Sunday, August 12, 2007


I posted on DC's weekly series 52 many times over the past year or so - the series ended in May. On the heels of the last issue of 52 (the very next week, in fact) came a second weekly series, Countdown. While the first series focused on a missing year of time in the DCU, the new series dealt with the here and now of the DCU and promised to weave its story among current events in a wide variety of books. The whole project is overseen by a head writer (Paul Dini, who was behind many of my favorite episode of the Batman: The Animated Series as well as many other things) with a rotating cast of writers undertaking the nuts and bolts of particular issues. The art is by a variety of artists, which is necessary with a weekly book, and the covers are being done by a series of artists - a month's worth at a time. And the series is counting down in numbering as well; it started with #51 and will reach #0. So why am I just writing about this series now when it started in May? I didn't buy it.

I've talked about how I wanted to get out of buying single issues again and that was the big factor in leaving Countdown on the shelves. I might have had a bit of weekly comic fatigue too but I don't know. That could just be an excuse. In any event, now that I am back to buying some single issues and not worrying about how I will keep them, I am catching up with Countdown. #38 just came out this week and I am buying back issues 2 at a time. At that rate, I will completely catch up with the series in 10 weeks and there will still before over half of the series that I will buy as it happens. Not bad. Oh, and the news has come out recently that Countdown in counting down to something called Final Crisis, which will be written by Grant Morrison and drawn by J.G. Jones, and that is something I won't be able to resist either.

#51 has a great wraparound cover by Andy Kubert and Tim Townsend that feature a wide variety of DC characters. Paul Dini kicks off the series by writing the first issue and the art team of Jesus Saiz and Jimmy Palmiotti works very well. The issue opens with Desaad and Darkseid talking about the approaching time when Darkseid will reshape reality; I haven't seen Darkseid scheming in quite a while so that's a good hook for me. The scene then shifts to Duela Dent, the Joker's Daughter, kidnapping a pop star being thwarted by the Red Hood (or is it Red Robin now?). Dent remarks that she isn't from this Earth and wonders where the formerly dead Jason Todd (who was the second Robin) fits into the picture. Next, we find Mary Marvel cut off from the rest of the Marvel family as well as from her powers and Trickster and Pied Piper trying to get in the good graces of the rest of the Rogues (as they had been too friendly with Flash for the rest of the Rogues' liking). Jason Todd catches up the with Duela Dent, only to see her murdered by a Monitor and he only has his life spared by the appearance of another Monitor. These Monitors seem charged with keeping the 52 Earths of the DCU separate from each other. The Monitor who saved Jason goes to the Source Wall and receives a few cryptic answers - a "Great Disaster" approaches and the possible solution to that disaster is Ray Palmer (The Atom), who disppeared after the events of Identity Crisis). Yes, it can all sound confusing but it hits on corners of the DCU that I like and the story is a great setup. I was hooked.

#50 opens with Superman's Pal, Jimmy Olsen tracking down Jason Todd with the help of Superman. Why? He wants to ask him about the death of Duela Dent. Mary Marvel visits Madame Xanadu and gets some cryptic advice. We see a bit more of the battle between Batman and Karate Kid that took place in "The Lightning Saga" (the JLA-JSA crossover). We get more of the rogue Rogues trying to come back to the fold and Jimmy Olsen talks to the Joker, learning the Dent was not his daughter. A solid issue that continues the mysteries and gives us some good characterization. Jimmy Palmiotti and Justin Gray had the main writing duties on the issue and J. Calafiore and Mark McKenna are the art team. Oh, and the Andy Kubert cover of the Joker is a great one.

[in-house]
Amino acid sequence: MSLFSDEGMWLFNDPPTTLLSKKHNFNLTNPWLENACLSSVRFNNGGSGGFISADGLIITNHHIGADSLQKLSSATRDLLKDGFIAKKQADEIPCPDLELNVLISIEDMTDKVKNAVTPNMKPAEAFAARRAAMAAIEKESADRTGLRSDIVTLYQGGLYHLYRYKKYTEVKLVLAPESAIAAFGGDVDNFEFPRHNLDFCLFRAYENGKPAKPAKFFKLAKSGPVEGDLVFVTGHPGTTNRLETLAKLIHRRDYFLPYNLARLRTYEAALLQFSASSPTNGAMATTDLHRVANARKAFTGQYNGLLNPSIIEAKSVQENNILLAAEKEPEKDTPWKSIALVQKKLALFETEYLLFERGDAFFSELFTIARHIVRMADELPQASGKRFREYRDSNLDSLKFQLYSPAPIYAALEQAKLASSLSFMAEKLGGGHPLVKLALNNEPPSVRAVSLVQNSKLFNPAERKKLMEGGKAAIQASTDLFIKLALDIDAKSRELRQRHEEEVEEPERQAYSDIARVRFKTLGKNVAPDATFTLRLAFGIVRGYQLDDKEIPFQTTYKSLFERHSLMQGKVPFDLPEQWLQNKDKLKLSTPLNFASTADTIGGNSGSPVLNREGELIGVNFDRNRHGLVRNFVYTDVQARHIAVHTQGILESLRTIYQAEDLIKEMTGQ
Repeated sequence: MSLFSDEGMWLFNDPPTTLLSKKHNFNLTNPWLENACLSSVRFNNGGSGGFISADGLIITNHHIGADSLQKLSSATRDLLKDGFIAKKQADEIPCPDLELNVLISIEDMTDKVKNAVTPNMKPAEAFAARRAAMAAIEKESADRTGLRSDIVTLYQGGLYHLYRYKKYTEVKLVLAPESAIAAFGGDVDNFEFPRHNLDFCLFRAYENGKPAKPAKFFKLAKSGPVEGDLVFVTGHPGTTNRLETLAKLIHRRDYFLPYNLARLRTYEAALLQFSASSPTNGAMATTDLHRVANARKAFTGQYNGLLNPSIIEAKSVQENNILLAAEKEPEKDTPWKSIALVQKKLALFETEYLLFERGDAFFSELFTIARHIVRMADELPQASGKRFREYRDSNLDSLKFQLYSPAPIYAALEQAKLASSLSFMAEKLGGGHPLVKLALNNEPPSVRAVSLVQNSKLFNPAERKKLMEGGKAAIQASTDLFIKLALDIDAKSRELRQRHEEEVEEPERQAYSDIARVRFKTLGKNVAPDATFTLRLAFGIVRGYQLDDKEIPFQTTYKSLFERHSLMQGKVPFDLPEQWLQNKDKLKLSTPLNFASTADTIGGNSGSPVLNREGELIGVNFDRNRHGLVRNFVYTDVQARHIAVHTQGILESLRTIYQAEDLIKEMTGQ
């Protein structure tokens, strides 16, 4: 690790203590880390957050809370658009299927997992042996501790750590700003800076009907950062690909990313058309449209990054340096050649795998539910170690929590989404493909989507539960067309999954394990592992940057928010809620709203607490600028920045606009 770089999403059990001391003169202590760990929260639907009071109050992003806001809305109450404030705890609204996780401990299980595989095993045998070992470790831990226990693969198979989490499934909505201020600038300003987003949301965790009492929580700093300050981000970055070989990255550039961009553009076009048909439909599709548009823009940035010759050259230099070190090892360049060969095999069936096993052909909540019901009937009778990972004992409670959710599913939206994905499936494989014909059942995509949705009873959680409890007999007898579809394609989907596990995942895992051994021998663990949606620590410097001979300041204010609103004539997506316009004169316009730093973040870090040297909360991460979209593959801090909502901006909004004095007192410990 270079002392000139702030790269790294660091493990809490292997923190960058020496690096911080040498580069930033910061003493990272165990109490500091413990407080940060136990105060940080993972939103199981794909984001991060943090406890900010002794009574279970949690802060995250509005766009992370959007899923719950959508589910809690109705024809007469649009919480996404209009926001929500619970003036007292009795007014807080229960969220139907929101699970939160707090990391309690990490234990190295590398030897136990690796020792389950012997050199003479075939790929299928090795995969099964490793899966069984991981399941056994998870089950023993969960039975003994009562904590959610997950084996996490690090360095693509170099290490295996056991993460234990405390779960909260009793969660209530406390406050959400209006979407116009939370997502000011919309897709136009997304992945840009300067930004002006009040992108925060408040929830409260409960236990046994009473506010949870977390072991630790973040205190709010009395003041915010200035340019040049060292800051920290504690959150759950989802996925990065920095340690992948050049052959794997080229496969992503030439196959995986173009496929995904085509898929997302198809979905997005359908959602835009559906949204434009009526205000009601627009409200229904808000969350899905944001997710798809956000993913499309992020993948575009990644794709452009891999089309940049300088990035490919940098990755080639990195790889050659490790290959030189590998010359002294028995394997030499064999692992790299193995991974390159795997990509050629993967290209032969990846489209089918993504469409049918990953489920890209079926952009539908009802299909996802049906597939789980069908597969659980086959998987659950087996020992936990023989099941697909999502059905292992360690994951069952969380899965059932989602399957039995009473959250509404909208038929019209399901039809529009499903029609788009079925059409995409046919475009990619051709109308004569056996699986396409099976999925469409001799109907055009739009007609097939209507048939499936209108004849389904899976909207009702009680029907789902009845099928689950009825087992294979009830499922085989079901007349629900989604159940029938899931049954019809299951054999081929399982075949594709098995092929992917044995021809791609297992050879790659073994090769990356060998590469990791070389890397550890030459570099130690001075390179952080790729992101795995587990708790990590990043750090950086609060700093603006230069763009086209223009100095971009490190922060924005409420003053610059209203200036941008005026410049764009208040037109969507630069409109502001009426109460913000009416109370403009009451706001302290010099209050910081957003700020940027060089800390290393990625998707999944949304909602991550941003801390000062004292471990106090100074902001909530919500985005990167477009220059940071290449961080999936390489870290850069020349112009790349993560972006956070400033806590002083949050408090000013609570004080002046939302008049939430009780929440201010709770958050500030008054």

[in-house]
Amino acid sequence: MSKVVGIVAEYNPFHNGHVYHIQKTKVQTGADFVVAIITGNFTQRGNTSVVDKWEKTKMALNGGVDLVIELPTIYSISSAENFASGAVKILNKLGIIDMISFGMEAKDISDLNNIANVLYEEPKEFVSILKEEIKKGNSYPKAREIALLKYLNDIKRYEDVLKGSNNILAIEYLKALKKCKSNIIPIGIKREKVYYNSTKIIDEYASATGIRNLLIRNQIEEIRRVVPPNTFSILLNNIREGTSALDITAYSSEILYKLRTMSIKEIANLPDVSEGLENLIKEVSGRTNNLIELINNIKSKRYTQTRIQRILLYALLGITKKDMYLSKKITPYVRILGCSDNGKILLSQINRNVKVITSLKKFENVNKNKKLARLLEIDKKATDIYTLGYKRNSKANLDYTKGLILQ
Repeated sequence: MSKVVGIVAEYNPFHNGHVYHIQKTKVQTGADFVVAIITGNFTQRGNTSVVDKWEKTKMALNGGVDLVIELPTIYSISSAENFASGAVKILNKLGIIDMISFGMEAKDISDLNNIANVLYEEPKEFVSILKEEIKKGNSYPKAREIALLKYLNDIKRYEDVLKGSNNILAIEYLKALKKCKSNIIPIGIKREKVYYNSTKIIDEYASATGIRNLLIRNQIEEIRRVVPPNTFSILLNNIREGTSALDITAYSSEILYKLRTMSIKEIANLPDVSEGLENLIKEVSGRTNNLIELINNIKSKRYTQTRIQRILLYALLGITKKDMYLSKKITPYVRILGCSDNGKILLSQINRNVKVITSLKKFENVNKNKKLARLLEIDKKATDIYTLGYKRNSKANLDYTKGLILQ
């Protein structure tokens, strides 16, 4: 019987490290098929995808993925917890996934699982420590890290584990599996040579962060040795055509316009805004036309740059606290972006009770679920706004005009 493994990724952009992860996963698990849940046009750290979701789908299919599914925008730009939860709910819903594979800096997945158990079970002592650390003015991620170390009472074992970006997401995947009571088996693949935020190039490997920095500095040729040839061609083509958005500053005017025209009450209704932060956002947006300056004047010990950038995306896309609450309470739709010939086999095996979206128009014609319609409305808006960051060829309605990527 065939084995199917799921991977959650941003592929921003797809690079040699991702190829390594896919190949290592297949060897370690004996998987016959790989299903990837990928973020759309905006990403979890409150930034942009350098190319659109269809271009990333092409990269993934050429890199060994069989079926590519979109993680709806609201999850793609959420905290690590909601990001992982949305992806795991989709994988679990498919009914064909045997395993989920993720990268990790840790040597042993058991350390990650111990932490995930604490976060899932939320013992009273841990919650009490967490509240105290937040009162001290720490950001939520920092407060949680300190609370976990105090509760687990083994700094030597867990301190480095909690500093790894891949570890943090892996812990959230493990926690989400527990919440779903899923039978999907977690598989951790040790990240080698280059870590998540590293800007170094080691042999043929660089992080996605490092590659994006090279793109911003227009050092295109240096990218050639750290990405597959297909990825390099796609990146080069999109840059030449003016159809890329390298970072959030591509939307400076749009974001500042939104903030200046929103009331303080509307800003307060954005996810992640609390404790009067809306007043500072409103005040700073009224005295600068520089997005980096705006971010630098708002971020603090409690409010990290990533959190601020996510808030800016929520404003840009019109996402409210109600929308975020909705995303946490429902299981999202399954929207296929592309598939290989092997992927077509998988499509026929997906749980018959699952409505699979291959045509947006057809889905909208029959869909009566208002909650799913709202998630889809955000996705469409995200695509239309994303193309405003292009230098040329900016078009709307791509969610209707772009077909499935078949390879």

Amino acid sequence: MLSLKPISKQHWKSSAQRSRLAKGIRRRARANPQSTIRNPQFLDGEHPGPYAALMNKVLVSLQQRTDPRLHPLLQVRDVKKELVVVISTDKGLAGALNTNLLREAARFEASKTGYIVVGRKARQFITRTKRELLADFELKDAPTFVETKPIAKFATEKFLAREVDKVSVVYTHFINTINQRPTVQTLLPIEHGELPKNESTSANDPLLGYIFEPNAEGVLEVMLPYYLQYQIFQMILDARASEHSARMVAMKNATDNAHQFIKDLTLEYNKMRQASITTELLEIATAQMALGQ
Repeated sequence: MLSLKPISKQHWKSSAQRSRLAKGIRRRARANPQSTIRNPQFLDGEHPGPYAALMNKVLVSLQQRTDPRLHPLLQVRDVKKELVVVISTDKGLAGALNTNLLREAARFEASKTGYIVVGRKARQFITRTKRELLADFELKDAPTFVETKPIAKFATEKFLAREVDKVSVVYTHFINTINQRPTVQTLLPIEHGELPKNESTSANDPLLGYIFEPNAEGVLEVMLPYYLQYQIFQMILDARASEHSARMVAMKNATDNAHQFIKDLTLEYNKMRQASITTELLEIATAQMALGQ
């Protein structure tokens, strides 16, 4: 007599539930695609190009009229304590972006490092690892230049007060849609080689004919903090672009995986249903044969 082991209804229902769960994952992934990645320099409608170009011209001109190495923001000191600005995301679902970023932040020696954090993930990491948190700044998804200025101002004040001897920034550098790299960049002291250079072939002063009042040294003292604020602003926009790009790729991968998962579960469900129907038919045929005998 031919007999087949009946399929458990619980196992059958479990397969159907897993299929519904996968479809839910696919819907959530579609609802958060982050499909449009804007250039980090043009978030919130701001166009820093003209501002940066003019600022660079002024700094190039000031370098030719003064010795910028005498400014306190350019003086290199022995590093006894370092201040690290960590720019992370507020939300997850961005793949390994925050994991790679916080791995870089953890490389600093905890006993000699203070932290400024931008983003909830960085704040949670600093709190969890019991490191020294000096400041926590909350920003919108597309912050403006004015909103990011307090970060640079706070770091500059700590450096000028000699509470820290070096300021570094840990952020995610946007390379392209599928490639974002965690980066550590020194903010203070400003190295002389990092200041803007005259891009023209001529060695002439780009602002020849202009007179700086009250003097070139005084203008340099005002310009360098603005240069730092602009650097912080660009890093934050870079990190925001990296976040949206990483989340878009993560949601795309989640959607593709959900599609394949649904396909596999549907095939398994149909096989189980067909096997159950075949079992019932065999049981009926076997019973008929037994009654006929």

Another Kubert cover graces #49, featuring a scene that suggests events that are referred to within...more of a metaphorical image, I guess. Tony Bedard takes over writing duties and the art is handled by Carlos Magno and Jay Leisten, names I've never heard but they do a nice job. Jimmy Olsen displays some unexpected abilities in Arkham Asylum and avoids being eaten by Killer Croc. The Monitors argue amongst themselves and we learn that Jason Todd, Kyle Rayner (a Green Lantern), and Donna Troy (originally known as Wonder Girl) are "cosmic mistakes." Karate Kid and Red Arrow trade insults. Trickster and Pied Piper do a dirty deed to get back into the Rogues with doublecrosses aplenty. And Mary Marvel comes face to face with Black Adam. Dan Jurgens also starts a backup feature on the "History of the Multiverse." Again, a good solid DCU comic.

Finally, I read #48. It picks up with Mary Marvel (momentarily, at least) avoiding being killed by Black Adam. Jimmy Olsen heads out to cover trouble and demonstrates another unexpected ability. Jason Todd catches up with Donna Troy and talks to her about living on borrowed time. Karate Kid has a conversation with addled Legion of Super-heroes teammate Star Boy (now a member of the JSA). The New God known as Lightray falls from the sky and Superman is unable to discover why...and then discovers that Lightray is dead. Writer Adam Beechen keeps up the quality and the art team of David Lopez and Don Hillsman (with Alvaro Lopez) is another solid one, as is the Andy Kubert cover. Mysteries abound and I plan to keep reading...look for a post on #47 and #46 later in the week!

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